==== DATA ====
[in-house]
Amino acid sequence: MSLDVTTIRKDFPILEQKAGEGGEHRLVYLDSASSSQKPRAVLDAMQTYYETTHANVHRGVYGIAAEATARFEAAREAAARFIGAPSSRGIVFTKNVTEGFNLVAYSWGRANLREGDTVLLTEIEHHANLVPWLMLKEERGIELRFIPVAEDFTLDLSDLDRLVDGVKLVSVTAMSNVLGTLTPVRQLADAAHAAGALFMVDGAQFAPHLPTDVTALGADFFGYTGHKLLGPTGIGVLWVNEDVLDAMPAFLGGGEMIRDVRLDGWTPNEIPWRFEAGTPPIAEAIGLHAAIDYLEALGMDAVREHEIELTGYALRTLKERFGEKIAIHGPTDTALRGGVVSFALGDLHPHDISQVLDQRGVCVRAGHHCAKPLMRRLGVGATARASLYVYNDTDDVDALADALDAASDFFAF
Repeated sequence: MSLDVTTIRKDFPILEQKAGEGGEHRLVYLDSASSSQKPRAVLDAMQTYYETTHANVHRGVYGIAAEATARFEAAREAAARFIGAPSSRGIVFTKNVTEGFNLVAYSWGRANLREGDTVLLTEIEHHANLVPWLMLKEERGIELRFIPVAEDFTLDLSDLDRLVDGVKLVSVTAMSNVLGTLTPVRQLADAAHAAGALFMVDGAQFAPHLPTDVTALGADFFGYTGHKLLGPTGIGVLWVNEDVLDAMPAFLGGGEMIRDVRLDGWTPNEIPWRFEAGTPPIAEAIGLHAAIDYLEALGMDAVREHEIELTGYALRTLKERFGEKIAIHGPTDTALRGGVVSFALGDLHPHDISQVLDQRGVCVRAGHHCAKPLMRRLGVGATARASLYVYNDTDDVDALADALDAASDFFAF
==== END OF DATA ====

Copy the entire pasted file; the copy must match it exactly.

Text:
[in-house]
Amino acid sequence: MSLDVTTIRKDFPILEQKAGEGGEHRLVYLDSASSSQKPRAVLDAMQTYYETTHANVHRGVYGIAAEATARFEAAREAAARFIGAPSSRGIVFTKNVTEGFNLVAYSWGRANLREGDTVLLTEIEHHANLVPWLMLKEERGIELRFIPVAEDFTLDLSDLDRLVDGVKLVSVTAMSNVLGTLTPVRQLADAAHAAGALFMVDGAQFAPHLPTDVTALGADFFGYTGHKLLGPTGIGVLWVNEDVLDAMPAFLGGGEMIRDVRLDGWTPNEIPWRFEAGTPPIAEAIGLHAAIDYLEALGMDAVREHEIELTGYALRTLKERFGEKIAIHGPTDTALRGGVVSFALGDLHPHDISQVLDQRGVCVRAGHHCAKPLMRRLGVGATARASLYVYNDTDDVDALADALDAASDFFAF
Repeated sequence: MSLDVTTIRKDFPILEQKAGEGGEHRLVYLDSASSSQKPRAVLDAMQTYYETTHANVHRGVYGIAAEATARFEAAREAAARFIGAPSSRGIVFTKNVTEGFNLVAYSWGRANLREGDTVLLTEIEHHANLVPWLMLKEERGIELRFIPVAEDFTLDLSDLDRLVDGVKLVSVTAMSNVLGTLTPVRQLADAAHAAGALFMVDGAQFAPHLPTDVTALGADFFGYTGHKLLGPTGIGVLWVNEDVLDAMPAFLGGGEMIRDVRLDGWTPNEIPWRFEAGTPPIAEAIGLHAAIDYLEALGMDAVREHEIELTGYALRTLKERFGEKIAIHGPTDTALRGGVVSFALGDLHPHDISQVLDQRGVCVRAGHHCAKPLMRRLGVGATARASLYVYNDTDDVDALADALDAASDFFAF